The general counsel for the National Press Photographers Association says he is ready to take on the NYPD if allegations by a Brooklyn Orthodox Jewish photographer who claims that an NYPD officer deleted his pictures and damaged his equipment prove to be true.
In an interview that aired on Zev Brenner’s Talkline show last night, Mickey Ostreicher spoke at length with Brenner about whether or not police officers have the right to restrict photographers from taking pictures of events that occur in public or to confiscate any footage they may have obtained.
The incident in question took place at approximately 3:30 PM on Wednesday, January 16th, when noted VIN News photographer Shimon Gifter heard of an incident that was taking place on Avenue M and E 15th Street.
“I had gotten word that an officer was in need of assistance, so I went to the scene,” Gifter told VIN News. “I was told that there had been a fight, involving about fifty people and that an officer had called for backup, but when I got there everything was pretty much over. I took a few pictures, although there wasn’t much to see, and then spent some time talking to a bystander, Dovid Willner.”
During that time Gifter and Willner observed several police officers stopping a group of youths in front of the old Mountain Fruit location. Gifter took out his handheld video camera and began filming the proceedings.
The full interview with National Press Photographers Association Mickey Ostreicher.
“An officer came over and told me that I couldn’t take video because they were juveniles, but I pointed out to him that it wasn’t illegal for me to take video in public,” recalled Gifter. “He was an officer I had seen at other police scenes and he smiled at me and we fist pumped and I thought that was the end of the story.”
With his camera in one hand and his phone in the other, Gifter continued his conversation with Willner, but approximately five minutes later, Willner noticed a group of five or six police officers approaching. According to Willner, one officer in particular looked over Gifter’s shoulder at his camera, starting smiling and then began to laugh, before he grabbed Gifter’s hand and pulled it behind his back, telling him he was under arrest.
“I asked them what I was under arrest for and he just keeps telling me I am under arrest,” said Gifter. “They took my camera and my phone and I told them that I am media and he asked to see my press pass but every time I put my hand in my pocket to get my press pass he kept telling me to take my hands out of my pocket.”
Gifter alleges that the officer in question, a sergeant with three stripes and a fifteen year veteran of the force, confiscated his camera, deleting everything that was on it before throwing it on the floor, in addition to damaging his BlackBerry.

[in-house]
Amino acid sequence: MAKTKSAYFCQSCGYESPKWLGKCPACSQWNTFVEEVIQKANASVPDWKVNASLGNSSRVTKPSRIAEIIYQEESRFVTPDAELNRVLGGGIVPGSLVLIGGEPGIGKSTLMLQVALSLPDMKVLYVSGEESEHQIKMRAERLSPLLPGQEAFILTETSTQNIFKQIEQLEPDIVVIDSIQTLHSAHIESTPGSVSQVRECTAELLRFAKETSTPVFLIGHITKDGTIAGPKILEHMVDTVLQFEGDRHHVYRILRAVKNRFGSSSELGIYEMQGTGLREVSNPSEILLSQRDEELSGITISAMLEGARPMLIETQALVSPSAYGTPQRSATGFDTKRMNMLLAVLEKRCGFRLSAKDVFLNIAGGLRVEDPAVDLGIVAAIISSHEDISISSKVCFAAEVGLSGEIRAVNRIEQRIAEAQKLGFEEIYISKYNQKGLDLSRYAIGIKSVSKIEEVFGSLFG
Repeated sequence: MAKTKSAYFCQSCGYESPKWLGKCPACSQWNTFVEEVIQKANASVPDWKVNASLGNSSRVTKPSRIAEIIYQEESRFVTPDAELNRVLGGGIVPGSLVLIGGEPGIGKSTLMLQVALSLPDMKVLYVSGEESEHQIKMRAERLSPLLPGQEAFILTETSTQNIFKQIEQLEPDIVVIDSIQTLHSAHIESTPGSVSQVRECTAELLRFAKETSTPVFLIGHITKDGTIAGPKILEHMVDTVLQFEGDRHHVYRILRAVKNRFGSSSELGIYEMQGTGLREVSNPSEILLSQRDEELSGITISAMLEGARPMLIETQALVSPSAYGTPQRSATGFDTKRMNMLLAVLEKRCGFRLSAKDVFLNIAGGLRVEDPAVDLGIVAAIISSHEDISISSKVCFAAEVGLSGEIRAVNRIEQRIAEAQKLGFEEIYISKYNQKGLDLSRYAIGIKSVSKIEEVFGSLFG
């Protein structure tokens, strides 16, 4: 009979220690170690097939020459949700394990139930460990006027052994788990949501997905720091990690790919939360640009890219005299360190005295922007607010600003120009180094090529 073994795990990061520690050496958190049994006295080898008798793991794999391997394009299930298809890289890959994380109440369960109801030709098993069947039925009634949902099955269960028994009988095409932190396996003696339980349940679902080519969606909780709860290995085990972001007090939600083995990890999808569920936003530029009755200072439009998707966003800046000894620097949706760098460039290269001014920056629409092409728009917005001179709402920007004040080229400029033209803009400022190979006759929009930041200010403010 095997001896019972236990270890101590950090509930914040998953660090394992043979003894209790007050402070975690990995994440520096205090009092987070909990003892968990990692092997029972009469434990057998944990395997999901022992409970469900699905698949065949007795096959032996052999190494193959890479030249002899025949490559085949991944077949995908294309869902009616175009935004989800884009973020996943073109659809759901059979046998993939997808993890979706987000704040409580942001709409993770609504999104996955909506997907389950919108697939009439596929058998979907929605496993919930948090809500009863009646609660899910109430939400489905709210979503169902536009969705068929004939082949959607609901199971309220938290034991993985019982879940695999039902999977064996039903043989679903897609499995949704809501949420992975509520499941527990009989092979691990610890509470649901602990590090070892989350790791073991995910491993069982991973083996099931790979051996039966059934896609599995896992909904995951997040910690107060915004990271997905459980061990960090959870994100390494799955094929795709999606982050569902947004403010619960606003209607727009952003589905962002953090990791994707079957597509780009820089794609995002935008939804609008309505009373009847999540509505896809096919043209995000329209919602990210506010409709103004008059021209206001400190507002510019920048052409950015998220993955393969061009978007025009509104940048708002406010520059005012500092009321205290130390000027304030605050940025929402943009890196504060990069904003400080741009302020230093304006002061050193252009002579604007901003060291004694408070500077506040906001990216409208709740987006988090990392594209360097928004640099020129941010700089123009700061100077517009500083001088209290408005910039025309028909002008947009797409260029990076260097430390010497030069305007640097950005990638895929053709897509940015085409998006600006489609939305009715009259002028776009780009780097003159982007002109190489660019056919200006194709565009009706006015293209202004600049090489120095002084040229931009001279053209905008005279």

Sammy Teitelbaum, who also witnessed the alleged attack, said that Gifter was handcuffed and put up against a wall during the altercation before he was finally released with a warning.
“I told them to give him a chance to talk and they told me if I say one more word, they will handcuff me as well,” reported Teitelbaum, who estimated that it was a group of five or six police officers who approached Gifter.
Teitelbaum, who said that he himself was at the location because he had seen the earlier fight and had stopped to offer assistance to the police officer who appeared to be having trouble controlling the crowd, said he couldn’t believe what he saw taking place before him.
“I thought I was in Russia, or someplace where there is no law, no nothing,” said Teitelbaum. “This is embarrassing for the badge. It doesn’t mean anything anymore. The police officer should be punished and his badge should be taken away.”
Sergeant Lee Jones of the Office of the Deputy Commissioner, Public Information confirmed to VIN News that the incident is currently under investigation by the NYPD’s Internal Affairs Division. No further comments from the NYPD are available about the alleged assault at this time.
In his conversation with Brenner, Ostreicher said that Gifter was within his rights in videotaping the police stop, even though it involved juveniles and that according to the NYPD patrol guide, police officers did not have the right to ask Gifter to stop filming, nor did they have the right to delete anything from his camera.